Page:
Otis Sanford has an interesting column about over at the Commercial-Appeal about the demise of white Democrats. And to some degree, I agree with him.
Let's start with the part I agree with him on:
What [Memphis Democrat Mike] Cody and others who agree with him mean by that is that population shifts in Memphis and the GOP-controlled legislative redistricting have created a scenario where it will be extremely difficult for a white Democrat — other than [Jim] Kyle for the moment — to get elected to House and Senate seats.
I think this is right. Even if we had a competent Democratic party, you simply can't go through these past two elections and think that Democrats are about to get back into power. And we don't have a competent Democratic party.
But something still nags at me. You can read the primaries as an indication that Tennessee is deeply conservative, so conservative that they threw moderate Republicans out of office — and if you do, I concede you may be right. And so we are about to dip so far down into the red that we're never coming back around. And, yes, most of the time, I think this is the most plausible explanation.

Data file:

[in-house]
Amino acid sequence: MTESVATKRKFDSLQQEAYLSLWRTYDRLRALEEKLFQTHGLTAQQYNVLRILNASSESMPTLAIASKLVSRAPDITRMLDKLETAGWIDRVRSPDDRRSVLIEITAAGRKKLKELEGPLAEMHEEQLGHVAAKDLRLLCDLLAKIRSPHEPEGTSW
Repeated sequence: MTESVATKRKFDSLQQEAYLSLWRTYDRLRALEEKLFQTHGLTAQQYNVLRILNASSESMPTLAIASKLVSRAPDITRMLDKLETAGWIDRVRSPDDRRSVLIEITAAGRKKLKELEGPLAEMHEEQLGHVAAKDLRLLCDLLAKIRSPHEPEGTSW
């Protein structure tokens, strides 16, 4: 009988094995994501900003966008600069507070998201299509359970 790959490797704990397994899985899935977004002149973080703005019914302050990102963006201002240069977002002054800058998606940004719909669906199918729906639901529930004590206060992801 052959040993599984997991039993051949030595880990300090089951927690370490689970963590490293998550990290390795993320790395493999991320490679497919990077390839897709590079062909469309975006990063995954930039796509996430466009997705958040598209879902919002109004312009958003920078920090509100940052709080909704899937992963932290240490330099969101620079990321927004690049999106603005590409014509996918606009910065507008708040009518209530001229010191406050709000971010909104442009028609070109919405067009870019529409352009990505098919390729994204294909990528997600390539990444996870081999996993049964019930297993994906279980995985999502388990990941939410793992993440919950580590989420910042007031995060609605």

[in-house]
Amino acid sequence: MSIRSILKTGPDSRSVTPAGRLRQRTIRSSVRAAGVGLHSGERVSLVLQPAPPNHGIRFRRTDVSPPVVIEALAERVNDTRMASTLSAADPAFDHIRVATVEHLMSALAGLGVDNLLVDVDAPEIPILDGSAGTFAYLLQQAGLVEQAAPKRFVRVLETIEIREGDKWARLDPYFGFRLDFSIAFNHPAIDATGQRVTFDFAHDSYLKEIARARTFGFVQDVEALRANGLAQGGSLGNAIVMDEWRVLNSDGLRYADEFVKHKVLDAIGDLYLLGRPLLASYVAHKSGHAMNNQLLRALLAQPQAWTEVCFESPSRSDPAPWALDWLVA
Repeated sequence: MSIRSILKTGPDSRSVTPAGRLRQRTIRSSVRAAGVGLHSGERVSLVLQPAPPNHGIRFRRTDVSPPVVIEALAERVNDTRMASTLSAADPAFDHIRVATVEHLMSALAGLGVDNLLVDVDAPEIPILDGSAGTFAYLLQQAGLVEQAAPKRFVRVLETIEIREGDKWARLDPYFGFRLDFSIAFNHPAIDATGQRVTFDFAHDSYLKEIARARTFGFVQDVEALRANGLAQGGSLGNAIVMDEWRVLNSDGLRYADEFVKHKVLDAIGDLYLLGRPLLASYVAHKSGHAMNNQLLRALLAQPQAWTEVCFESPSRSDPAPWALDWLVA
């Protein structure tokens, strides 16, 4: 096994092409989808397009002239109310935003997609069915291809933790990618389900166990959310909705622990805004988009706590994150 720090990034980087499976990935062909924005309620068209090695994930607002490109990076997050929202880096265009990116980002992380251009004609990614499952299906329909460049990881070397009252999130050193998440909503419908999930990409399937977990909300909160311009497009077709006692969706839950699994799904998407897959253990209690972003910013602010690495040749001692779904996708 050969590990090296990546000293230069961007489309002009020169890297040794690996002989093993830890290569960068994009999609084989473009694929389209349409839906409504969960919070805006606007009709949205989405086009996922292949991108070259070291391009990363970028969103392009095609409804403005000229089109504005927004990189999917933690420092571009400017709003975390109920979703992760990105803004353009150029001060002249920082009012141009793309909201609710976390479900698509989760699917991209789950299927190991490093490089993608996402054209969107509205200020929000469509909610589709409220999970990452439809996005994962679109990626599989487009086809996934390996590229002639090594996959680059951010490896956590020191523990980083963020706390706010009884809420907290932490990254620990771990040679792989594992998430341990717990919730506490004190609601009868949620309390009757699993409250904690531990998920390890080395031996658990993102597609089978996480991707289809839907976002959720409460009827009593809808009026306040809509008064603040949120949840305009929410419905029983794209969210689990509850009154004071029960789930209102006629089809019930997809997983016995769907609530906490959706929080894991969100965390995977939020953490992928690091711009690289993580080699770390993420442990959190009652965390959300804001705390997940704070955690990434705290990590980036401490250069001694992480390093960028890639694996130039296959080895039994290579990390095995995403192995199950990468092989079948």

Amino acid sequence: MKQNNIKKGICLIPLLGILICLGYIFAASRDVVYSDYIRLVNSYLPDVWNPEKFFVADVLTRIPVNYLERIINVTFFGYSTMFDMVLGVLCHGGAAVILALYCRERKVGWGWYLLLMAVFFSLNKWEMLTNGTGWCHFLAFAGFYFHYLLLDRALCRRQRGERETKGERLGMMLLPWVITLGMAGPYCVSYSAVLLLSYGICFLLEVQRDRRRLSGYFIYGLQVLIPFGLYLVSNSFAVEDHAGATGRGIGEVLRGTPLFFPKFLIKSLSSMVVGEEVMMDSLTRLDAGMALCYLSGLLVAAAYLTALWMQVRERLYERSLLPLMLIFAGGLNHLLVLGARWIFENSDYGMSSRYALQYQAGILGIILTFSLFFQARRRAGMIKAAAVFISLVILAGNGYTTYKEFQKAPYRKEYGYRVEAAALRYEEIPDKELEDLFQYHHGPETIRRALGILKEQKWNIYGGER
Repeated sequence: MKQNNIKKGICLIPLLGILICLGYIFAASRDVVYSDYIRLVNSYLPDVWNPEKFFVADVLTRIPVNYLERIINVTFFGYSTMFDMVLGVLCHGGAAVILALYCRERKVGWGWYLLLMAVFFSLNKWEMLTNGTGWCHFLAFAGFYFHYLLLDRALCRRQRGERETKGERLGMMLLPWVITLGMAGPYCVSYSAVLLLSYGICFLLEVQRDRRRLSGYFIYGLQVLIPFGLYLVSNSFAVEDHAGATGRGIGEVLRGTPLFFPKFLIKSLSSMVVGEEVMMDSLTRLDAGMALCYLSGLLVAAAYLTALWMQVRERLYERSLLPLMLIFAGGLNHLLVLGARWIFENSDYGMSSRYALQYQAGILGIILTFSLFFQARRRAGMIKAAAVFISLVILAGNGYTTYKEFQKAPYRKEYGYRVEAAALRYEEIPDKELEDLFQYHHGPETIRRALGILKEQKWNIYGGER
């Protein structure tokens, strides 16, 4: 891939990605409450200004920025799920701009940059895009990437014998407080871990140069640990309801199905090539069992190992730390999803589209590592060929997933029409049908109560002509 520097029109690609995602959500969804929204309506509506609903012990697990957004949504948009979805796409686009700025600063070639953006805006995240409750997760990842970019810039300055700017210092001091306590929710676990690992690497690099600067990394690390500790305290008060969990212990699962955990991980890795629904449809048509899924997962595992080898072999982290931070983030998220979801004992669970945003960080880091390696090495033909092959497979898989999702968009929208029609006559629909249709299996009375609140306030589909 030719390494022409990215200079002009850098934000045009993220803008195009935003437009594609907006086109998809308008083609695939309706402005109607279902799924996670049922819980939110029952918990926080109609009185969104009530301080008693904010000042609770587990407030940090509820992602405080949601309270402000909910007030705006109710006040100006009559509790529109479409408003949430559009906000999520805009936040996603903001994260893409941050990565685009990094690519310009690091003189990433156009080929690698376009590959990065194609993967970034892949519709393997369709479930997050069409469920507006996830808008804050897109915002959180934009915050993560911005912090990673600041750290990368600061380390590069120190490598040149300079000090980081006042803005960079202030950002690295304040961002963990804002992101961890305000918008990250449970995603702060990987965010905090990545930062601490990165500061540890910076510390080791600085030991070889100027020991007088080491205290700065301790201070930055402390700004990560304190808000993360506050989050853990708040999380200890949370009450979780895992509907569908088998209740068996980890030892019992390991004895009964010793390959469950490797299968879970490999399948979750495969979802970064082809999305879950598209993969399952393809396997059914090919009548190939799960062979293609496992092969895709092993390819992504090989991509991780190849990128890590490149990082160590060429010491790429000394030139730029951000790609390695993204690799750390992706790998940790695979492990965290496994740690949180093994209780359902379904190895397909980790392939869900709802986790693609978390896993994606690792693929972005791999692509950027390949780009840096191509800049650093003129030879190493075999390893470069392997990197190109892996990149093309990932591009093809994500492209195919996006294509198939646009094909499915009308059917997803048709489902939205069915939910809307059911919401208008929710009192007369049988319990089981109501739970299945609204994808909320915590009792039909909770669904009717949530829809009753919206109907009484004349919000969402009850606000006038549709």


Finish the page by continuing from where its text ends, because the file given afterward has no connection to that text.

But what if people are just pissed with how things are going in the state? If they're just floundering around for someone to vote for who's not the asshole in office now, why wouldn't that occasionally benefit Democrats?
A lot of smart people in this state seem to view the political spectrum as a straight line, with the assumption being that you could get so far right that it would, in effect, make you completely impervious to Democrats, because they'd just be so far away from you. But a lot of political stuff comes full circle. You can see it when the very same politicians who want less government argue for stricter laws on reproductive rights. They say they're against big, intrusive government, but their actions show there are cases when they think big, intrusive government is just fine.
And obviously, reproductive issues are where a lot of liberal women find their inner libertarians.
Or with military spending. "Spending is out of control!" — except that we can't touch that part of the budget. Or we love big social programs that work and employ a ton of people, but we need to slash the military budget.
You see what I mean?
So as a Democrat, I feel justified in being mightily depressed about the state of the Democratic party. But if I were a Republican, I wouldn't be resting easy.
Voters are fickle. And they can find something to like and/or hate in just about anyone.